Using a short story-driven approach, a course was developed for eLearning professionals who want to learn more about Agile Project Management. It explains Agile methodology and covers the hows and whys of using Agile for eLearning projects, including key methods like organizing sprints. It is helpful for newbies to Agile and people who are familiar with the concept but want more practice using it as a project management tool.
Agile Project Management comes from the world of software development, but it has become increasingly popular in other sectors, including eLearning. However, eLearning professionals might not have a clear grasp of what Agile is all about, and they also might not realize that using Agile principles can help them work faster. In some cases eLearning Developers will experience a culture clash if they are working with stakeholders who use Agile methodology and they come into the environment without prior knowledge. The shift to remote work has made it even more important for eLearning professionals to understand Agile, because they are being asked to create bespoke online trainings under quick deadlines and rework them to meet changing learner needs. In the May 2020 cohort of the eLearning Community Project, we took the issue of eLearning for Agile as our prompt and set out to create a fun, interactive learning experience, while working on Agile organized teams ourselves.
We needed a complete Storyline project which could be completed within a month and have as many interactive elements as possible included. The Agile for eLearning project we created aims to bridge this knowledge gap by helping eLearning Developers to:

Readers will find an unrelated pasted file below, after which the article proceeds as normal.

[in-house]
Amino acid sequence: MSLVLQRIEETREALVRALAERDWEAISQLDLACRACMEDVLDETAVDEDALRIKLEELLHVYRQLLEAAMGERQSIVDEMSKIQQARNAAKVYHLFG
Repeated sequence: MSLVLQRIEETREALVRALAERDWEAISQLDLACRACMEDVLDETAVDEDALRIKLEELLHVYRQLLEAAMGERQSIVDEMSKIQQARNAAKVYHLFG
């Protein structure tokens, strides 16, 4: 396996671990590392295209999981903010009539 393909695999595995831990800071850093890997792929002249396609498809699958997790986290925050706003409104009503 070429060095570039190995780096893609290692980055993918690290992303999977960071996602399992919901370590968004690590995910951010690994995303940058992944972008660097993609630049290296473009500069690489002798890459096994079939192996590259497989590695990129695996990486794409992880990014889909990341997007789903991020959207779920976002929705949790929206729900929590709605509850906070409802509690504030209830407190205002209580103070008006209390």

Identify the features of Agile
Organize work into sprints
Determine when to use Agile
We decided center our training around basic Agile principles and working in sprints. For learners who wanted more, we included outside links to reference materials about the 12 Principles of Agile. Using Design Thinking principles, we decided to use a problem as the frame for our lesson. We took a common problem situation-an eLearning developer struggling with a tight deadline-and used it to create an interactive scenario. We created the character of Samantha to act as a lesson guide, explaining the principles of Agile to her coworker. We also knew that our audience would have a range of knowledge about Agile, and so we decided to have a free form menu so people could choose where to begin in the course and skip sections that were too basic.
Design and Development Process:
Since Agile is a complicated concept with many details, we needed a simple visual motif to engage our learners. As the Lead Scriptwriter I came up with the idea of using coffee as a metaphor for explaining sprints and built out the first versions of the script using the coffeeshop as an organizing theme. My team wrote the script and then passed it off to the Design Team for revisions, and I collaborated with the Design and Development Leads to create another iteration of the script based on a more refined version of our storyboard.
This was an all-volunteer project organized using Agile and involving stakeholders in many different time zones, many of whom had not used Agile before. Project attrition meant that some teams were consolidated. I didn’t have experience crafting scripts for Articulate before this project and so I had to learn as I went along.
Everyone on our team learned how to organize projects using Agile and how to maximize our efficiency by using Slack and Google Documents to work remotely with people in multiple time zones. The training we created is accessible and informative and our eLearning peers report that they are more comfortable using Agile after completing it.
You can click here to see how I would evaluate this project using the Kirkpatrick Model.